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Quantitative Assessment of Serum Amino Acids and Association with Early-Onset Coronary Artery Disease

Authors Xuan C, Li H, Tian QW, Guo JJ, He GW, Lun LM, Wang Q

Received 24 December 2020

Accepted for publication 25 February 2021

Published 15 March 2021 Volume 2021:16 Pages 465—474


Checked for plagiarism Yes

Review by Single anonymous peer review

Peer reviewer comments 2

Editor who approved publication: Prof. Dr. Zhi-Ying Wu

Chao Xuan,1 Hui Li,1 Qing-Wu Tian,1 Jun-Jie Guo,2 Guo-Wei He,3,4 Li-Min Lun,1 Qing Wang1

1Department of Clinical Laboratory, The Affiliated Hospital of Qingdao University, Qingdao, People’s Republic of China; 2Department of Cardiology, The Affiliated Hospital of Qingdao University, Qingdao, People’s Republic of China; 3Center for Basic Medical Research & Department of Cardiovascular Surgery, TEDA International Cardiovascular Hospital, Chinese Academy of Medical Sciences & Peking Union Medical College, Tianjin, People’s Republic of China; 4Department of Surgery, Oregon Health and Science University, Portland, OR, USA

Correspondence: Chao Xuan
Department of Clinical Laboratory, The Affiliated Hospital of Qingdao University, No. 1677, Wutai Mountain Road, Qingdao (West Coast), 266500, People’s Republic of China
Tel +86-532-82919388
Email [email protected]
Qing Wang
Department of Clinical Laboratory, The Affiliated Hospital of Qingdao University, No. 59, Haier Road, Qingdao, 266100, People’s Republic of China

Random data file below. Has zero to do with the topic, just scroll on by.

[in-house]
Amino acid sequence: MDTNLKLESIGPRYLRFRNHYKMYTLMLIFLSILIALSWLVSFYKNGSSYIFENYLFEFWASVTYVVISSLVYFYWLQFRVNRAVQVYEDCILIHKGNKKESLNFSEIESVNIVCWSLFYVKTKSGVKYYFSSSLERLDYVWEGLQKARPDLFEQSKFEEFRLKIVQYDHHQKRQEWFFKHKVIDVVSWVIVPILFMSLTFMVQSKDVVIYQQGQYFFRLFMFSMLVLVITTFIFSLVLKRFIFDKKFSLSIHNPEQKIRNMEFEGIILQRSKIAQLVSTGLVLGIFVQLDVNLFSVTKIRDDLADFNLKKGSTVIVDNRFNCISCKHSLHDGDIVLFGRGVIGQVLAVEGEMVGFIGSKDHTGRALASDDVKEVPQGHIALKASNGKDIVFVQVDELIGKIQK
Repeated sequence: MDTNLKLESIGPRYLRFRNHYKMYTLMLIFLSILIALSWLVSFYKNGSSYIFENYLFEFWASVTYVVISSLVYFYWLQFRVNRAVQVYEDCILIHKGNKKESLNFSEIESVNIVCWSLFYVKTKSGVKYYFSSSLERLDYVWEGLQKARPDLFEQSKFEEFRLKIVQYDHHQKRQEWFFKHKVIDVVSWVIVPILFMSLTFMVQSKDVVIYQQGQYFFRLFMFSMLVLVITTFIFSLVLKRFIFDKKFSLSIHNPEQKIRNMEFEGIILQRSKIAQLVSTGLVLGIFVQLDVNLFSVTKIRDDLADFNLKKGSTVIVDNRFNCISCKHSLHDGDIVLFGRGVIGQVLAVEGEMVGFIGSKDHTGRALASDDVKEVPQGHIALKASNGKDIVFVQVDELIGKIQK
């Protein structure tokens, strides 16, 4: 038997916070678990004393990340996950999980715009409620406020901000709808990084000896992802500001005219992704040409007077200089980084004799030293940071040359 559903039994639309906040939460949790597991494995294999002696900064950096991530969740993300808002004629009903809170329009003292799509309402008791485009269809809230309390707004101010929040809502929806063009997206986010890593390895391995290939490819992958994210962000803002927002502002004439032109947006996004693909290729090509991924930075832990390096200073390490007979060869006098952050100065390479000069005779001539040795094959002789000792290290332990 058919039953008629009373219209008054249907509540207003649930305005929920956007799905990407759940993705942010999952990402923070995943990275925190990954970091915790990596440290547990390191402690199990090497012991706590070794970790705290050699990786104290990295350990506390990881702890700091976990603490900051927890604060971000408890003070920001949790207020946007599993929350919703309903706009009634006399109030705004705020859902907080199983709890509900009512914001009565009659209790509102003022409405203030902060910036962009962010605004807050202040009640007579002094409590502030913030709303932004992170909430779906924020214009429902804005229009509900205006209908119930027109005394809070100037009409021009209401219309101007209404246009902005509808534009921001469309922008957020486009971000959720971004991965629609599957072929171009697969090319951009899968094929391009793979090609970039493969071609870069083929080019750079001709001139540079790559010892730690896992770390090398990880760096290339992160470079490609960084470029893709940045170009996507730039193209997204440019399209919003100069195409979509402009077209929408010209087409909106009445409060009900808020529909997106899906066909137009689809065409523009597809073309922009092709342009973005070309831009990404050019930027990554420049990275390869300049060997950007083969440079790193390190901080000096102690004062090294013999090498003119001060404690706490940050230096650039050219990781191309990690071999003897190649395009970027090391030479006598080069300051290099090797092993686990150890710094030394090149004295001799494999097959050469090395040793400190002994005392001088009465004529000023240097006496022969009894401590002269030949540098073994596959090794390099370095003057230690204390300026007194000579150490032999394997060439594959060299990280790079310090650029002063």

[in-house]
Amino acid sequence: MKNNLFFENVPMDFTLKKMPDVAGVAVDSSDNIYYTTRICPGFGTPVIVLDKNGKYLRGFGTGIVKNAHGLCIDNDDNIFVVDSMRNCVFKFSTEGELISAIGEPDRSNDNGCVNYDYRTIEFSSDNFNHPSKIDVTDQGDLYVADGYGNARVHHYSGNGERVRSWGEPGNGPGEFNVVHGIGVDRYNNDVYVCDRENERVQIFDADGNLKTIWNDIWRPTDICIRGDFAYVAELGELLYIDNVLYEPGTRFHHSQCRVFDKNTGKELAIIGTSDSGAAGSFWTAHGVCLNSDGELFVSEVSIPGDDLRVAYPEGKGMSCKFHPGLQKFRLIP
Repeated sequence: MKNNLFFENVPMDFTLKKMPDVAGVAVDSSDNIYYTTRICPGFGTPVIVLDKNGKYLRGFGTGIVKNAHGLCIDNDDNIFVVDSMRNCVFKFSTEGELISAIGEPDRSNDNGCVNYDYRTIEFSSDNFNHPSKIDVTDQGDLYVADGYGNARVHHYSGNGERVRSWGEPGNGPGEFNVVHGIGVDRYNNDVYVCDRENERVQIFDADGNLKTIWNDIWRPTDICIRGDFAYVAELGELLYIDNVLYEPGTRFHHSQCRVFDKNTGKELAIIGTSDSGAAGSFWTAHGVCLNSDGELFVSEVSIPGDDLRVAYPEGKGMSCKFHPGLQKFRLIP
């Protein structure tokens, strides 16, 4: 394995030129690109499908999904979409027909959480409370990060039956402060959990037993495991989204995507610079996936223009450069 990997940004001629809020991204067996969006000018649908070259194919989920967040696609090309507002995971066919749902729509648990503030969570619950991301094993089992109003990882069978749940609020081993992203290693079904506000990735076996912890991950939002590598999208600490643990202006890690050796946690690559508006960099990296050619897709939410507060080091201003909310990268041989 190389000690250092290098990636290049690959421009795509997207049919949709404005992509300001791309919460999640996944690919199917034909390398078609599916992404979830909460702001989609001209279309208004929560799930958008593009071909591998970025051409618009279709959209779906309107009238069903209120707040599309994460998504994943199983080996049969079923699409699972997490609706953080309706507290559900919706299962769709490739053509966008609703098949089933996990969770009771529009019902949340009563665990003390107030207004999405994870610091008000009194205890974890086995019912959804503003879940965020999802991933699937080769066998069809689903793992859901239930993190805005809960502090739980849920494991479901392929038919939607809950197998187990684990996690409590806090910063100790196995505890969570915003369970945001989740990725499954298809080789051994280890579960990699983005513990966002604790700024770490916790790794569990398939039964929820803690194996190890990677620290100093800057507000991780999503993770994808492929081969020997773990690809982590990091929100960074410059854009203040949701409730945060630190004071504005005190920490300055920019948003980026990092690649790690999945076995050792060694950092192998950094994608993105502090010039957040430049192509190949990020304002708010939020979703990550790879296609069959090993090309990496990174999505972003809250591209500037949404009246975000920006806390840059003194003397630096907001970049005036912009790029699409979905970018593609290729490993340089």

Tel +86-532-82913085
Email [email protected]

Background: Amino acids play essential roles in protein construction and metabolism. Our study aims to provide a profile of amino acid changes in the serum of patients with early-onset coronary artery disease (EOCAD) and identify potential disease biomarkers.
Methods: Ultra-performance liquid chromatography-multiple reaction monitoring-multistage/mass spectrometry (UPLC-MRM-MS/MS) was used to determine the amino acid profile of patients with EOCAD in sample pools. In the validation stage, the serum levels of candidate amino acids of interest are determined for each sample.
Results: A total of 128 EOCAD patients and 64 healthy controls were included in the study. Eight serum amino acids associated with disease state were identified. Compared with the control group, serum levels of seven amino acids (L-Arginine, L-Methionine, L-Tyrosine, L-Serine, L-Aspartic acid, L-Phenylalanine, and L-Glutamic acid) increased and one (4-Hydroxyproline) decreased in the patient group. Results from the validation stage demonstrate that serum levels of 4-Hydroxyproline were significantly lower in myocardial infarction (MI) patients (9.889 ± 3.635 μg/mL) than those in the controls (16.433 ± 4.562 μmol/L, p < 0.001). Elevated serum 4-Hydroxyproline levels were shown to be an independent protective factor for MI (OR = 0.863, 95% CI: 0.822– 0.901). The significant negative correlation was seen between serum 4-Hydroxyproline levels and cardiac troponin I (r = − 0.667) in MI patients.
Conclusion: We have provided a serum amino acid profile for EOCAD patients and screened eight disease state-related amino acids, and we have also shown that 4-Hydroxyproline is a promising target for further biomarker studies in early-onset MI.

Keywords: amino acid, coronary artery disease, myocardial infarction, 4-Hydroxyproline

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